In an operation led by the Australian Federal Police (AFP), seven individuals connected to an alleged Chinese organised crime syndicate have been arrested. The syndicate is accused of secretly controlling Changjiang Currency Exchange, a multi-billion-dollar money-remitting chain in Australia.
The accused faced Melbourne Magistrates’ Court today, and they have been charged with laundering almost $229 million over the past three years. Those charged range in age from 33 to 40 and include both Chinese nationals and Australian citizens.
AFP Eastern Command Assistant Commissioner Stephen Dametto said,
“Unlike traditional money laundering organisations, the Long River money laundering organisation entrenched itself into the very fabric of the financial services industry.”
Dametto also highlighted the extravagant lifestyle enjoyed by the syndicate members, which involved private jets, luxury cars, and expensive homes—one valued at more than $10 million. Assets suspected to have been purchased with laundered money have now been restrained by the Criminal Assets Confiscation Taskforce.
“This operation exemplifies what can be achieved through multi-agency collaboration. By targeting key players, we will continue to dismantle these alleged criminal networks and focus on keeping Australian communities safe,”said Jennifer Hurst, ACIC Executive Director Intelligence Operations.
The operation, codenamed Avarus-Nightwolf, involved more than 330 law enforcement officers who executed 20 search warrants across mainland Australia. Simultaneously, assets worth more than $50 million, including property and vehicles, were seized.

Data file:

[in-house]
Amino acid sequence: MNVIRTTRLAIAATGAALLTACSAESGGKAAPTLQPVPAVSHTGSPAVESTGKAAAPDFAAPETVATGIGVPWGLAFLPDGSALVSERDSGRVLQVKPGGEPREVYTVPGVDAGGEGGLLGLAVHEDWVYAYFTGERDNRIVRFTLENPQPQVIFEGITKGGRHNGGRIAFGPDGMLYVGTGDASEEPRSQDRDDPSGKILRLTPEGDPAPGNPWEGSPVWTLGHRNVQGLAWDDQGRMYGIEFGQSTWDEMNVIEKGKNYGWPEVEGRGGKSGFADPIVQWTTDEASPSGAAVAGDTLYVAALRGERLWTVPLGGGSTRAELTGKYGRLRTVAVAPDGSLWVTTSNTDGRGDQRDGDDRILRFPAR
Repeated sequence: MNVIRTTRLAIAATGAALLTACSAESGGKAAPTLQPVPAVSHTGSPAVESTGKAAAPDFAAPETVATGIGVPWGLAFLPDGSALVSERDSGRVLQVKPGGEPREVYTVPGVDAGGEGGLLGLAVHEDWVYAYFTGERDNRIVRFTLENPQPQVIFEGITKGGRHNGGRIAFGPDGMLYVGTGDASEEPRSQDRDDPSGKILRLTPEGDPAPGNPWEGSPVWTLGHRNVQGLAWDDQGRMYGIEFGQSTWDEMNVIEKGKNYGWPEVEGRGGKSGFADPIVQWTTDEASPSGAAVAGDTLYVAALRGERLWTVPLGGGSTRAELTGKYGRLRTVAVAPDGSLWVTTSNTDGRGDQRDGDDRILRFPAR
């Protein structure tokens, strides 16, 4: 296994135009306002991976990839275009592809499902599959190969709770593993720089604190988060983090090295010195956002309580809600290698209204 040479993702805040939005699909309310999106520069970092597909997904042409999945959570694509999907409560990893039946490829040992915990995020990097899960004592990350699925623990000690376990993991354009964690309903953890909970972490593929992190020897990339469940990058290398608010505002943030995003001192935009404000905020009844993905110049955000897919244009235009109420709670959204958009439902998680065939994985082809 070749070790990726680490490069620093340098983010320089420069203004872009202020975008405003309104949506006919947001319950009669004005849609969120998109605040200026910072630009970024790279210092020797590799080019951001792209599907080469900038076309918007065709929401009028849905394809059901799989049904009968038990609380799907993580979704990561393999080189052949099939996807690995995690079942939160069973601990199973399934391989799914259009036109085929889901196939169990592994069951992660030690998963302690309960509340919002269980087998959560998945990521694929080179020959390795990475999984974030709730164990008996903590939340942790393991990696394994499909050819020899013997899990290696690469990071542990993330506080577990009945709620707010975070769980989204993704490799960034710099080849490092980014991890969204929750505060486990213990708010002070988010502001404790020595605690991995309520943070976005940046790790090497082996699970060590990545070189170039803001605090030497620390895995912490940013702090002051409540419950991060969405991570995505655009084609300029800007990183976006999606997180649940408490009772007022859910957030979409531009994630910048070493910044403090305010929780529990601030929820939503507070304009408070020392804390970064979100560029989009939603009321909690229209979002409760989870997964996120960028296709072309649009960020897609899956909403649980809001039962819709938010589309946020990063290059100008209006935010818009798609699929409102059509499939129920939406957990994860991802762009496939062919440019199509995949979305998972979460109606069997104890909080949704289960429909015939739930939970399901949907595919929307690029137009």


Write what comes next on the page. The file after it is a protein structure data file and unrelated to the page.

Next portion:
This 14-month investigation was a collaborative effort involving multiple agencies such as AUSTRAC, the Australian Border Force, and the United States Department of Homeland Security Investigations.
The Face of Legitimacy
Changjiang Currency Exchange, which has 12 shop fronts across mainland states, has made an effort to appear legitimate. The AFP alleges that the company provided information about Australia’s anti-money laundering laws to its customers and even updated its shopfronts during COVID-19 lockdowns in Sydney to maintain a facade of legality.
A Complex Web of Crime
According to the AFP, the syndicate coached their criminal clients in creating fraudulent business paperwork, such as fake invoices and bank statements, to deceive authorities. The alleged criminal enterprise laundered money by transferring unlawfully obtained funds to national and international accounts, claiming them as legitimate business profits and expenses.
Authorities have warned that this operation should serve as a strong deterrent to money laundering syndicates both in Australia and abroad. Over the past 12 months, Taskforce Avarus investigations have led to 26 arrests and the removal of more than $270 million from the criminal environment.
The operation represents a significant milestone in Australia’s fight against complex financial crimes and sends a clear message to syndicates that their illegal activities will not go unnoticed.
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